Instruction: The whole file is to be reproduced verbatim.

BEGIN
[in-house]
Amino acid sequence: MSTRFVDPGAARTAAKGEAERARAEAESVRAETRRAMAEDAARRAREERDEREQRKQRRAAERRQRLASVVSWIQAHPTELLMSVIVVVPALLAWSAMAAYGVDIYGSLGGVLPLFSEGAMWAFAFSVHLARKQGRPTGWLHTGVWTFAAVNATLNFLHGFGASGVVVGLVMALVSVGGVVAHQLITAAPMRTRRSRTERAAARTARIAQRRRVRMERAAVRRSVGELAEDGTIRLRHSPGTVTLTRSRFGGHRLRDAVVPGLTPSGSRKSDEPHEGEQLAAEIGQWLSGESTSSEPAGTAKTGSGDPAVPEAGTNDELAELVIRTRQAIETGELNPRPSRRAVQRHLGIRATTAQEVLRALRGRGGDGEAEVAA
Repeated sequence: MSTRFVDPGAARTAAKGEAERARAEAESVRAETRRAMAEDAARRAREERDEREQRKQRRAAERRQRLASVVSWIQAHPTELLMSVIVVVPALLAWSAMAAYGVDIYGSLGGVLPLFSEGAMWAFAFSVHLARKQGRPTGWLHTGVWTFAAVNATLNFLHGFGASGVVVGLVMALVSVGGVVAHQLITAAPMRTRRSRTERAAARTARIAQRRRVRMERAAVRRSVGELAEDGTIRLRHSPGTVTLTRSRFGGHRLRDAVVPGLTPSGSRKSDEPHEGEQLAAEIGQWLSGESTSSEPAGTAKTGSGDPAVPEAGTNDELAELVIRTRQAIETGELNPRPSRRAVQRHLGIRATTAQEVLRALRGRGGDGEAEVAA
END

[in-house]
Amino acid sequence: MSTRFVDPGAARTAAKGEAERARAEAESVRAETRRAMAEDAARRAREERDEREQRKQRRAAERRQRLASVVSWIQAHPTELLMSVIVVVPALLAWSAMAAYGVDIYGSLGGVLPLFSEGAMWAFAFSVHLARKQGRPTGWLHTGVWTFAAVNATLNFLHGFGASGVVVGLVMALVSVGGVVAHQLITAAPMRTRRSRTERAAARTARIAQRRRVRMERAAVRRSVGELAEDGTIRLRHSPGTVTLTRSRFGGHRLRDAVVPGLTPSGSRKSDEPHEGEQLAAEIGQWLSGESTSSEPAGTAKTGSGDPAVPEAGTNDELAELVIRTRQAIETGELNPRPSRRAVQRHLGIRATTAQEVLRALRGRGGDGEAEVAA
Repeated sequence: MSTRFVDPGAARTAAKGEAERARAEAESVRAETRRAMAEDAARRAREERDEREQRKQRRAAERRQRLASVVSWIQAHPTELLMSVIVVVPALLAWSAMAAYGVDIYGSLGGVLPLFSEGAMWAFAFSVHLARKQGRPTGWLHTGVWTFAAVNATLNFLHGFGASGVVVGLVMALVSVGGVVAHQLITAAPMRTRRSRTERAAARTARIAQRRRVRMERAAVRRSVGELAEDGTIRLRHSPGTVTLTRSRFGGHRLRDAVVPGLTPSGSRKSDEPHEGEQLAAEIGQWLSGESTSSEPAGTAKTGSGDPAVPEAGTNDELAELVIRTRQAIETGELNPRPSRRAVQRHLGIRATTAQEVLRALRGRGGDGEAEVAA